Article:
With the population on the rebound, the nene are no longer endangered

Nene gosling and its parents at Puu Puai. (Image: NPS Photo/J.Ferracane)
Nene gosling and its parents at Puu Puai. (Image: NPS Photo/J.Ferracane)(NPS Photo/J.Ferracane)
Updated: Dec. 9, 2019 at 3:29 PM HST
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HONOLULU, Hawaii (HawaiiNewsNow) -After 60 years of conservation efforts, Hawaii’s state bird is off the endangered species list.

On Sunday, the U.S. Fish and Wildlife Services announced the change in status of the Hawaiian Nene Goose from endangered to threatened.

The Hawaiian Goose has been listed as endangered since 1967. At one point, there were only 30 nene in the wild, and 13 in captivity.

Over the years, environmentalists have worked to restore the population of the birds, and they have indeed rebounded. Experts now say there are roughly 2,800 birds roaming the islands.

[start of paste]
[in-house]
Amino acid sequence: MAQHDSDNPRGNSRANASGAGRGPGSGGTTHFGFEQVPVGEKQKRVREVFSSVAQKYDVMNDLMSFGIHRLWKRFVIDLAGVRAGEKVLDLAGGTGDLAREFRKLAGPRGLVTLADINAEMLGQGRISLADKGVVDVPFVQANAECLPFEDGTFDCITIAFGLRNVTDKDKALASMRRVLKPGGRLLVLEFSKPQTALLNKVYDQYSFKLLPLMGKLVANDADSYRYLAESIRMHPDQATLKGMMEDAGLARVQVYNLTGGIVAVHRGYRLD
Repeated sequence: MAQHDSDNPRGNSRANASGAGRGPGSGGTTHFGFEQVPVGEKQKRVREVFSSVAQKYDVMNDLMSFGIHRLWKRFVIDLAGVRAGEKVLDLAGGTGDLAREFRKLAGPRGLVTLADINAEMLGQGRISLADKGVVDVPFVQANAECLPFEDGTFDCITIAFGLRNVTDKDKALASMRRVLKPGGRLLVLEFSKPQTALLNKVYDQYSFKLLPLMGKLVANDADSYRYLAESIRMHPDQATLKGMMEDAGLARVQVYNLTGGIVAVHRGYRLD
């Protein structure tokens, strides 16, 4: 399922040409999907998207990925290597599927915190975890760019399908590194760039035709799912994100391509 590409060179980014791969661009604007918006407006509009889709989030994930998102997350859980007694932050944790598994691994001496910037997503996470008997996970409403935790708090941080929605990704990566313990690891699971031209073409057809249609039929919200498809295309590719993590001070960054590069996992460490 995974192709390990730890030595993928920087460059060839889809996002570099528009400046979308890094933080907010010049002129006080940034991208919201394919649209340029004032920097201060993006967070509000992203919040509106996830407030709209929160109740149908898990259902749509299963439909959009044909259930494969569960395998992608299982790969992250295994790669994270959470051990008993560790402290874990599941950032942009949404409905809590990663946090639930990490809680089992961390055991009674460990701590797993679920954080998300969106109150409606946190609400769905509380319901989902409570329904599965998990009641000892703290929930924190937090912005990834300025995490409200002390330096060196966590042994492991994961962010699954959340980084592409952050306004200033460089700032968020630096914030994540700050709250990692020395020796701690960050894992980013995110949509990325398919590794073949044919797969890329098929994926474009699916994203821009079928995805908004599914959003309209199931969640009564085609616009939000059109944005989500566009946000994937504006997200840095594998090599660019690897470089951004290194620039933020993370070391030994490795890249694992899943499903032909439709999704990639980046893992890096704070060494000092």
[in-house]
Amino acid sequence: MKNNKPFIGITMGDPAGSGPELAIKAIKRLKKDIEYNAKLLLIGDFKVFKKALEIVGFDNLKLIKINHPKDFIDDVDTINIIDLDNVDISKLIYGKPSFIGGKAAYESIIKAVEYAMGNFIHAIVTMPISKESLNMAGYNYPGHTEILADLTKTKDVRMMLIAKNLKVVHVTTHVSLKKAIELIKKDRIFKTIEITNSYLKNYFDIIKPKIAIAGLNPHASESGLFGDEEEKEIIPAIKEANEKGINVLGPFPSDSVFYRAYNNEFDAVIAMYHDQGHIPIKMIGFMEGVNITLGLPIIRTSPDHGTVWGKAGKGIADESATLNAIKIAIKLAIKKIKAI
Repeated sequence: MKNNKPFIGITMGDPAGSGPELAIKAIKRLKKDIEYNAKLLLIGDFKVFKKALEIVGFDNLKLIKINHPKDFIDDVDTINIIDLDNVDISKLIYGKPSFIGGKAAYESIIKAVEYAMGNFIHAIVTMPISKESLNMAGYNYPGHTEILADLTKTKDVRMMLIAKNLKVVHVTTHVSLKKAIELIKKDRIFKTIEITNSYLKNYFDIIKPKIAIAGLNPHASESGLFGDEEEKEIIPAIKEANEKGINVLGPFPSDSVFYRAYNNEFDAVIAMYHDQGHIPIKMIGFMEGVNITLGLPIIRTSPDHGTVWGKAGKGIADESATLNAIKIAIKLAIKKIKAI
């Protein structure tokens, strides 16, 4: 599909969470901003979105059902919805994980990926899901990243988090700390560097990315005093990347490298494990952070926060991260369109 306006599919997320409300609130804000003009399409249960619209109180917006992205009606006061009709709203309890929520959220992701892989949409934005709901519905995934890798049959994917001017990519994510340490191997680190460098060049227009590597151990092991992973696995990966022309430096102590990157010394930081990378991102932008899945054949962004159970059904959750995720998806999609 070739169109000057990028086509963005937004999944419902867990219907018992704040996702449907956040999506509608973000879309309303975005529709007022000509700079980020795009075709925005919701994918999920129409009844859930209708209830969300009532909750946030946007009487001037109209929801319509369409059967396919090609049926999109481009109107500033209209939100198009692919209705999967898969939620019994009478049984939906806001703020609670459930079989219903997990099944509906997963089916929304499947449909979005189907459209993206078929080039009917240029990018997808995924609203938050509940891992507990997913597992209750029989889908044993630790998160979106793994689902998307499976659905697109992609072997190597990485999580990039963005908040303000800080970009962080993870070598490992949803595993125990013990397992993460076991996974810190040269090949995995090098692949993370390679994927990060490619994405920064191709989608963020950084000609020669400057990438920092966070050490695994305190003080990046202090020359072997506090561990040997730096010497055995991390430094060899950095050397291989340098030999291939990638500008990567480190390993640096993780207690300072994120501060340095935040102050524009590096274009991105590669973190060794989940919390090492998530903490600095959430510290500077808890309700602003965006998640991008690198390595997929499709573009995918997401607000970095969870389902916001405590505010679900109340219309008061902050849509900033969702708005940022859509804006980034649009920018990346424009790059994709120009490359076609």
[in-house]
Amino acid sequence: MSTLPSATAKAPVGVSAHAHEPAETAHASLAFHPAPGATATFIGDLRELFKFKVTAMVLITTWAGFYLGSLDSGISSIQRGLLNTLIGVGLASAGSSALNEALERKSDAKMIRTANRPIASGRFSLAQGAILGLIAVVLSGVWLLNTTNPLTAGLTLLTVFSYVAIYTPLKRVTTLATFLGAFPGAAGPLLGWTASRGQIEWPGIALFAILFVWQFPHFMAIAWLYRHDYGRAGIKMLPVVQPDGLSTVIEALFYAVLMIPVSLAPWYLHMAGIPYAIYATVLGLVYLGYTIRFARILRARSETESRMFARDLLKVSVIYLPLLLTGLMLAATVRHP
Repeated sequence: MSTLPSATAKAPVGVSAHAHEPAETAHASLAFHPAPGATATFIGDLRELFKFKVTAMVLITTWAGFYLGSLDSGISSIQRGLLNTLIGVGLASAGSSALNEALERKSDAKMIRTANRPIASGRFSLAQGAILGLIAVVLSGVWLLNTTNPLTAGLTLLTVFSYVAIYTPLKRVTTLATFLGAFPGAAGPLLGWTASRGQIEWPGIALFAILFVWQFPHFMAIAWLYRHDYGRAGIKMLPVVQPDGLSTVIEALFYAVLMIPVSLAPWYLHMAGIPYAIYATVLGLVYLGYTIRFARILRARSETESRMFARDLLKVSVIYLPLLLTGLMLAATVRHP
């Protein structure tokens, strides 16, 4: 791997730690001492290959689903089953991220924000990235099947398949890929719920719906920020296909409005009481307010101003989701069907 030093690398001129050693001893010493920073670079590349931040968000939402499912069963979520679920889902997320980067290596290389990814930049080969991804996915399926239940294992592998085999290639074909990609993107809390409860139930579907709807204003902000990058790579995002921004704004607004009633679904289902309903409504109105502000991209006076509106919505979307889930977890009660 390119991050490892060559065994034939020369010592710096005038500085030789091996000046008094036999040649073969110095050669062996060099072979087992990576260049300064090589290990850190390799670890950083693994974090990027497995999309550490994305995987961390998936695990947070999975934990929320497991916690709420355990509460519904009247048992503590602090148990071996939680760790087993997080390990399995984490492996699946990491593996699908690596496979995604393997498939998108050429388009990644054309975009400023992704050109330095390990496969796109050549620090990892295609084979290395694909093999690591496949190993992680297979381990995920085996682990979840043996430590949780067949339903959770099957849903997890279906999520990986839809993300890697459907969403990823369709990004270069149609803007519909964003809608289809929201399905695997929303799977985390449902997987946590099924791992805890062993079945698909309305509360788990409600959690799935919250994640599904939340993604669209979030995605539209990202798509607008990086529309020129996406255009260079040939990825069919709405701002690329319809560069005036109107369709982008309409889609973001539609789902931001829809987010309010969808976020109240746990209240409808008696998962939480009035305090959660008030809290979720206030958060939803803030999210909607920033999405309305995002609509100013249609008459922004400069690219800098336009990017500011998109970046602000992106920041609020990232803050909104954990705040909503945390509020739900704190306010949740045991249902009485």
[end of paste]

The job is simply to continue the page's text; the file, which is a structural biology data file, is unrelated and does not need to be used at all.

“The great thing here is, we’re moving this bird from the emergency room, or intensive care unit. It’s still in the hospital, and we still need to be protective of it, and thoughtful of it, but we’re doing it in a way that as we downlist it to a threatened species, we ensure that there’s some flexibility built in for the neighbors and folks that will have more experience with these birds as the population grows,” David Bernhardt, Secretary of the U.S. Dept. of the Interior said.

The decision to downlist the species got a positive response from U.S. Sen. Brian Schatz (D-Hawaii) who said in a statement, “The recovery of the nene shows how the Endangered Species Act is supposed to work. With a science-based recovery plan and a strong partnership between the state and federal governments, the species has gradually rebounded.”

Schatz also acknowledged much is yet to be done to continue to protect the birds.

The nene, which is native to Hawaii, was named as the official bird of the islands in 1957.

They get their name “nene” because of the soft, gentle call they make.

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